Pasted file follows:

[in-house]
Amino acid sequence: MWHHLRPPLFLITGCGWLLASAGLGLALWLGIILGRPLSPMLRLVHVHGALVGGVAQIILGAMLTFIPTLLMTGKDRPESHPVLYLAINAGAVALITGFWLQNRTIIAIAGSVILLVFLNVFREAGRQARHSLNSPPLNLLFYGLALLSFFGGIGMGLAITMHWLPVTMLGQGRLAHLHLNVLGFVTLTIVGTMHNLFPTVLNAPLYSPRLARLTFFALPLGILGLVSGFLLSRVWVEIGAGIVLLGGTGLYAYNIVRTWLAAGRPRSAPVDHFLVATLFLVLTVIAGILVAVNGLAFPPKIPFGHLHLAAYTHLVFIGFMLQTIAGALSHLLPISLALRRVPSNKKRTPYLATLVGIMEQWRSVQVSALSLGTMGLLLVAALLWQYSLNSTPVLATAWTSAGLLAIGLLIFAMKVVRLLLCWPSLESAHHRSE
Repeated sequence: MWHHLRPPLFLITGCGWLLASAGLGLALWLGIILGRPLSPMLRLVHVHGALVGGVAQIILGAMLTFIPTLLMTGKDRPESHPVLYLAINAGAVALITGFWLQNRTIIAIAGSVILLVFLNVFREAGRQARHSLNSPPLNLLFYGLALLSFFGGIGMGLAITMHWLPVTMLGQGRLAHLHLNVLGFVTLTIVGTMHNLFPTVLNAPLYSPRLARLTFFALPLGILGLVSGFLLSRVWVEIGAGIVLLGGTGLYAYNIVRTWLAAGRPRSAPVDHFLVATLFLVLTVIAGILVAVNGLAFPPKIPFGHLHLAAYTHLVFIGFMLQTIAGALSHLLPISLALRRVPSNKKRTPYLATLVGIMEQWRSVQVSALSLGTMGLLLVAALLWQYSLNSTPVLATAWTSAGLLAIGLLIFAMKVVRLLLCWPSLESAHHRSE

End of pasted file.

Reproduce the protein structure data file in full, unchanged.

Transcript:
[in-house]
Amino acid sequence: MWHHLRPPLFLITGCGWLLASAGLGLALWLGIILGRPLSPMLRLVHVHGALVGGVAQIILGAMLTFIPTLLMTGKDRPESHPVLYLAINAGAVALITGFWLQNRTIIAIAGSVILLVFLNVFREAGRQARHSLNSPPLNLLFYGLALLSFFGGIGMGLAITMHWLPVTMLGQGRLAHLHLNVLGFVTLTIVGTMHNLFPTVLNAPLYSPRLARLTFFALPLGILGLVSGFLLSRVWVEIGAGIVLLGGTGLYAYNIVRTWLAAGRPRSAPVDHFLVATLFLVLTVIAGILVAVNGLAFPPKIPFGHLHLAAYTHLVFIGFMLQTIAGALSHLLPISLALRRVPSNKKRTPYLATLVGIMEQWRSVQVSALSLGTMGLLLVAALLWQYSLNSTPVLATAWTSAGLLAIGLLIFAMKVVRLLLCWPSLESAHHRSE
Repeated sequence: MWHHLRPPLFLITGCGWLLASAGLGLALWLGIILGRPLSPMLRLVHVHGALVGGVAQIILGAMLTFIPTLLMTGKDRPESHPVLYLAINAGAVALITGFWLQNRTIIAIAGSVILLVFLNVFREAGRQARHSLNSPPLNLLFYGLALLSFFGGIGMGLAITMHWLPVTMLGQGRLAHLHLNVLGFVTLTIVGTMHNLFPTVLNAPLYSPRLARLTFFALPLGILGLVSGFLLSRVWVEIGAGIVLLGGTGLYAYNIVRTWLAAGRPRSAPVDHFLVATLFLVLTVIAGILVAVNGLAFPPKIPFGHLHLAAYTHLVFIGFMLQTIAGALSHLLPISLALRRVPSNKKRTPYLATLVGIMEQWRSVQVSALSLGTMGLLLVAALLWQYSLNSTPVLATAWTSAGLLAIGLLIFAMKVVRLLLCWPSLESAHHRSE